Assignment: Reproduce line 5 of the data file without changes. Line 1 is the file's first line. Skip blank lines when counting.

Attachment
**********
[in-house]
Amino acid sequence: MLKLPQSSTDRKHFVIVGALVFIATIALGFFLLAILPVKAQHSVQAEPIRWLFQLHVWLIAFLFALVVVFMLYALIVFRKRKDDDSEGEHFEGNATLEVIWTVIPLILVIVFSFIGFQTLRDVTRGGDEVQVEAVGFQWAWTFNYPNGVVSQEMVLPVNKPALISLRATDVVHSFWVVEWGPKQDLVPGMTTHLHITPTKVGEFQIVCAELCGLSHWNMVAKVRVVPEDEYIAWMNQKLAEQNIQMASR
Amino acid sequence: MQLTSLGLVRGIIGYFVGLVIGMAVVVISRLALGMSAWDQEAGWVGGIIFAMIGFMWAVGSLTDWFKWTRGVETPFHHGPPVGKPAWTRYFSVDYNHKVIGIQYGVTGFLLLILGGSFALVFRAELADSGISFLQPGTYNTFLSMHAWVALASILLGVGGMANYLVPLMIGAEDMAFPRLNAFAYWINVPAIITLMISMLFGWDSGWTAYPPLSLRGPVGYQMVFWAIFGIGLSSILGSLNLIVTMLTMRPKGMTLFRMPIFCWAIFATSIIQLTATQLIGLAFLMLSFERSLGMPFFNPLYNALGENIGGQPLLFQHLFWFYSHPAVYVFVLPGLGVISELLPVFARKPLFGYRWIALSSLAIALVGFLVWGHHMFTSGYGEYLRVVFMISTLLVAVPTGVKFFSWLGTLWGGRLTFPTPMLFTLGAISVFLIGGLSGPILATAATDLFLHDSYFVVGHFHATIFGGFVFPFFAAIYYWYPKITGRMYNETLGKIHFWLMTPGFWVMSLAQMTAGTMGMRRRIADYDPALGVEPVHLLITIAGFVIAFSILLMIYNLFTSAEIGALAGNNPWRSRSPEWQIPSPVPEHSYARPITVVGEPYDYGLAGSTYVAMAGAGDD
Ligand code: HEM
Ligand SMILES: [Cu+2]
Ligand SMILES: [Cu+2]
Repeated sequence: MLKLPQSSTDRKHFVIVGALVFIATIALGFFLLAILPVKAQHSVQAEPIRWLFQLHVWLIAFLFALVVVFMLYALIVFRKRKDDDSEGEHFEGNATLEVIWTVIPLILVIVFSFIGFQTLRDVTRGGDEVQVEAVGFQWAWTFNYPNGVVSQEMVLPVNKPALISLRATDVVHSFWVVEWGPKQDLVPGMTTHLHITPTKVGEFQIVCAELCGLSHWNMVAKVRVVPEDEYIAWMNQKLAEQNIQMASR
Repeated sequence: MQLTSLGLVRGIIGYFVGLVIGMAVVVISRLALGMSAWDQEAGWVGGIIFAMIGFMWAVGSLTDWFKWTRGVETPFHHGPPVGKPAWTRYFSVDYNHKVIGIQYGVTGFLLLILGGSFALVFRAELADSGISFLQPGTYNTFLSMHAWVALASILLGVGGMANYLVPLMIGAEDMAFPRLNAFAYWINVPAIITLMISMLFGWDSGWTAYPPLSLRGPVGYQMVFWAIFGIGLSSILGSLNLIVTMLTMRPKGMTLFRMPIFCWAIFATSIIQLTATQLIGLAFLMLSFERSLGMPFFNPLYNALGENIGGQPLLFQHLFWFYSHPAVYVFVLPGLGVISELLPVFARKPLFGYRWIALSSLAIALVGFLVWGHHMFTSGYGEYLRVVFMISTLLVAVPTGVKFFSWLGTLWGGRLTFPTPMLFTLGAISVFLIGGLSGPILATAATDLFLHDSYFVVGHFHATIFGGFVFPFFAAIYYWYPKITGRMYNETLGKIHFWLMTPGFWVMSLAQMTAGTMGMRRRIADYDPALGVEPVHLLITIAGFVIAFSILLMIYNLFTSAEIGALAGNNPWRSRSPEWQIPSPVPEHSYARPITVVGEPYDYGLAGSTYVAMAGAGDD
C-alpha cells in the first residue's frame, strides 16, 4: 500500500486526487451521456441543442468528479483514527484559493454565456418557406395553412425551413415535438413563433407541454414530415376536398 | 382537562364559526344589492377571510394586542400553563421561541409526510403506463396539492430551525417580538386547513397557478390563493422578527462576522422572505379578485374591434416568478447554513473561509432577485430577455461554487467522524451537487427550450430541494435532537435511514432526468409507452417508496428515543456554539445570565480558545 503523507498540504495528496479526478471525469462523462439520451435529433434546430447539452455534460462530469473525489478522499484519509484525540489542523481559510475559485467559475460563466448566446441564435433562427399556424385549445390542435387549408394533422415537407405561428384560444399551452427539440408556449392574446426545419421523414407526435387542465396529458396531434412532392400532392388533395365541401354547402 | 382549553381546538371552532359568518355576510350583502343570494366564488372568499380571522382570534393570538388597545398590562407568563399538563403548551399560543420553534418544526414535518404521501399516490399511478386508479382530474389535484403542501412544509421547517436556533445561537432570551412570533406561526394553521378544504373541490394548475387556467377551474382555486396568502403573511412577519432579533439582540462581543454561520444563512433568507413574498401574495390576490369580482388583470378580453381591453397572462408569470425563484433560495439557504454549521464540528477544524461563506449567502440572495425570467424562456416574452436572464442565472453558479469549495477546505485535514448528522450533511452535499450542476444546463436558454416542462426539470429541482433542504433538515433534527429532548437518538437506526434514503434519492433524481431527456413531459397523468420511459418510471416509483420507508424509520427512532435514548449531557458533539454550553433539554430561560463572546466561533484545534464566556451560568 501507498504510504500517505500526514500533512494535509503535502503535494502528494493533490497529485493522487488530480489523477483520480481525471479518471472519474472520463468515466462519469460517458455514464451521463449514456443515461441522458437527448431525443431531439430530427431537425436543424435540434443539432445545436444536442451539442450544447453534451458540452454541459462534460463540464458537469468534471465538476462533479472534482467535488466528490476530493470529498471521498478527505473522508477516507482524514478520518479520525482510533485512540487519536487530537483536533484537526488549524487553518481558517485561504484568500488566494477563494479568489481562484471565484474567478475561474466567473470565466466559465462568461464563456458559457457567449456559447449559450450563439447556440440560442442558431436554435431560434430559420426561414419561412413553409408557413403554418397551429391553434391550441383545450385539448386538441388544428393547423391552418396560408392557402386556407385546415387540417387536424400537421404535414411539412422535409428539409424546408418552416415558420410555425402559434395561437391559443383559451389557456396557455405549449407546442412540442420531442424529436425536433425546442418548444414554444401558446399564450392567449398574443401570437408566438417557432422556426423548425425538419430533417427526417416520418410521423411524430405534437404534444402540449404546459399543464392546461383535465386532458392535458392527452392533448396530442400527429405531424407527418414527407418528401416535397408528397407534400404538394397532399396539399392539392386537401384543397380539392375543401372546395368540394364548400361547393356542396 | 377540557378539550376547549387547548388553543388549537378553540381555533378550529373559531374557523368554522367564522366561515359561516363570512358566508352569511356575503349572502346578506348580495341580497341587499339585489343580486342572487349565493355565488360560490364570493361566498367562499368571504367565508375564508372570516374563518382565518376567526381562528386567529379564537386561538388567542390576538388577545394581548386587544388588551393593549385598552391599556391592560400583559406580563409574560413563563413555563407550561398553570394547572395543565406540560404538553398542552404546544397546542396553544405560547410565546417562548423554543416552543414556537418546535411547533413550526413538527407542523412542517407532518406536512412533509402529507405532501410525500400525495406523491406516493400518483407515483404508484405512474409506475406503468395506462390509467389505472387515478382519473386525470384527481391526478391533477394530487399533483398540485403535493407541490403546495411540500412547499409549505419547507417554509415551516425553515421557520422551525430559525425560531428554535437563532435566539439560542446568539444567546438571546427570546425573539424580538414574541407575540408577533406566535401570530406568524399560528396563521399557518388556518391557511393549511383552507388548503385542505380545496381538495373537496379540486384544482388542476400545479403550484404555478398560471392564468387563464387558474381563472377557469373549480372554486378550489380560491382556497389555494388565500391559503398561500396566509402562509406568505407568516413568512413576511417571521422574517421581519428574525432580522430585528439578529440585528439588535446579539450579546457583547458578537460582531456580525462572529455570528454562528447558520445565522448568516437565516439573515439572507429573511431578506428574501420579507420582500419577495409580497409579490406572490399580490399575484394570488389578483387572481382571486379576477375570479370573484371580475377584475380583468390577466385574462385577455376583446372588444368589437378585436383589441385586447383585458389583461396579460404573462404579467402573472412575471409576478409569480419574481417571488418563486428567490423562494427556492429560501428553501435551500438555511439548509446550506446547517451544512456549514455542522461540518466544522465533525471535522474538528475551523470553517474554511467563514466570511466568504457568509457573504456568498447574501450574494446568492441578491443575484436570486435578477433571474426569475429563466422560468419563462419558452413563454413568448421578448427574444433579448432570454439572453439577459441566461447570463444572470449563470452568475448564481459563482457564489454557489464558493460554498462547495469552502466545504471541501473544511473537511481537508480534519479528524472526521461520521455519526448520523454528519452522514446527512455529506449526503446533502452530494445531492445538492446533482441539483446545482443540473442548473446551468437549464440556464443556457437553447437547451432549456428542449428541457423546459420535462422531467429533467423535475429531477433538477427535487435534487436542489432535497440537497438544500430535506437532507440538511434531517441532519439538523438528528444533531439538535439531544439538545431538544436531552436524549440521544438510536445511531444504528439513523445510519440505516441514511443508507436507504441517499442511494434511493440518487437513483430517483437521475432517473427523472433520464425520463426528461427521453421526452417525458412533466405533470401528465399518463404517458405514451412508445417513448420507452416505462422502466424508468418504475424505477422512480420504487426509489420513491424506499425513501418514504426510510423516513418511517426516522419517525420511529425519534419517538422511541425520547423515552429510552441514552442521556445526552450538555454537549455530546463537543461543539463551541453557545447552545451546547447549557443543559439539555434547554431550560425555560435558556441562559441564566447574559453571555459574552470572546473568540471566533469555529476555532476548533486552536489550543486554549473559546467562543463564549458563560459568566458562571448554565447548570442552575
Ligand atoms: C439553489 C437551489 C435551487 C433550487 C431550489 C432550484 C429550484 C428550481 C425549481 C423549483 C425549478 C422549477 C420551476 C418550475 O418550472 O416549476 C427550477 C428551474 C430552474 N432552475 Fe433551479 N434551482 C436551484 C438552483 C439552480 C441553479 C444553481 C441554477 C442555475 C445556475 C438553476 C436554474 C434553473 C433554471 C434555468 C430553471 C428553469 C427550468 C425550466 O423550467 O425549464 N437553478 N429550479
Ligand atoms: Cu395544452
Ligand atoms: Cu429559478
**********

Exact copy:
Ligand SMILES: [Cu+2]